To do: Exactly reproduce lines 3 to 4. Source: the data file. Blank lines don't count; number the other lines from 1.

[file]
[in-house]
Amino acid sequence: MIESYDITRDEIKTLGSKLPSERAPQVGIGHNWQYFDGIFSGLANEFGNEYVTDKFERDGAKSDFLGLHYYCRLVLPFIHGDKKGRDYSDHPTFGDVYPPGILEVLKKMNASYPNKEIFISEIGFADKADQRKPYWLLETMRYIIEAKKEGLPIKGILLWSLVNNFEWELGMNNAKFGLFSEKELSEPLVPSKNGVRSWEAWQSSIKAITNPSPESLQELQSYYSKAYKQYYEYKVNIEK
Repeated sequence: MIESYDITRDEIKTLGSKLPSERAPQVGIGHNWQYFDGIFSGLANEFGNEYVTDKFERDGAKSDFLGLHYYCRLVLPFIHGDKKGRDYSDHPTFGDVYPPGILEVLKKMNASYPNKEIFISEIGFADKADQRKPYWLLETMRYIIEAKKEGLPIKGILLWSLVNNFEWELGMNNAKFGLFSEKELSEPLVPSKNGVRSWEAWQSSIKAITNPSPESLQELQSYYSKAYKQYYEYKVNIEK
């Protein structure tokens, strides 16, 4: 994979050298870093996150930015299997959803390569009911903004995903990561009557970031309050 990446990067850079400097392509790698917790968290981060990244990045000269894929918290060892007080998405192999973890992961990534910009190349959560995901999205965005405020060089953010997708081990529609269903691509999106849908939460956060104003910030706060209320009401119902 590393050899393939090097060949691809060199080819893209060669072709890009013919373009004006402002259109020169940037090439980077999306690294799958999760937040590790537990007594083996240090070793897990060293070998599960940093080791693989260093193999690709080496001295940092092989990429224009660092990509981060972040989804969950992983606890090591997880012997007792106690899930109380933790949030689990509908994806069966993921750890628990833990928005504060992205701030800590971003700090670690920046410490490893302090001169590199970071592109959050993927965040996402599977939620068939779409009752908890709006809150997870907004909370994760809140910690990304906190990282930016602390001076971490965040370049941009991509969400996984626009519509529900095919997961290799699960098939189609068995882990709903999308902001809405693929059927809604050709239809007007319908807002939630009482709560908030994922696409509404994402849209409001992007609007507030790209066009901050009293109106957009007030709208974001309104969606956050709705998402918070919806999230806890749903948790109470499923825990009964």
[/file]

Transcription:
Repeated sequence: MIESYDITRDEIKTLGSKLPSERAPQVGIGHNWQYFDGIFSGLANEFGNEYVTDKFERDGAKSDFLGLHYYCRLVLPFIHGDKKGRDYSDHPTFGDVYPPGILEVLKKMNASYPNKEIFISEIGFADKADQRKPYWLLETMRYIIEAKKEGLPIKGILLWSLVNNFEWELGMNNAKFGLFSEKELSEPLVPSKNGVRSWEAWQSSIKAITNPSPESLQELQSYYSKAYKQYYEYKVNIEK
């Protein structure tokens, strides 16, 4: 994979050298870093996150930015299997959803390569009911903004995903990561009557970031309050 990446990067850079400097392509790698917790968290981060990244990045000269894929918290060892007080998405192999973890992961990534910009190349959560995901999205965005405020060089953010997708081990529609269903691509999106849908939460956060104003910030706060209320009401119902 590393050899393939090097060949691809060199080819893209060669072709890009013919373009004006402002259109020169940037090439980077999306690294799958999760937040590790537990007594083996240090070793897990060293070998599960940093080791693989260093193999690709080496001295940092092989990429224009660092990509981060972040989804969950992983606890090591997880012997007792106690899930109380933790949030689990509908994806069966993921750890628990833990928005504060992205701030800590971003700090670690920046410490490893302090001169590199970071592109959050993927965040996402599977939620068939779409009752908890709006809150997870907004909370994760809140910690990304906190990282930016602390001076971490965040370049941009991509969400996984626009519509529900095919997961290799699960098939189609068995882990709903999308902001809405693929059927809604050709239809007007319908807002939630009482709560908030994922696409509404994402849209409001992007609007507030790209066009901050009293109106957009007030709208974001309104969606956050709705998402918070919806999230806890749903948790109470499923825990009964």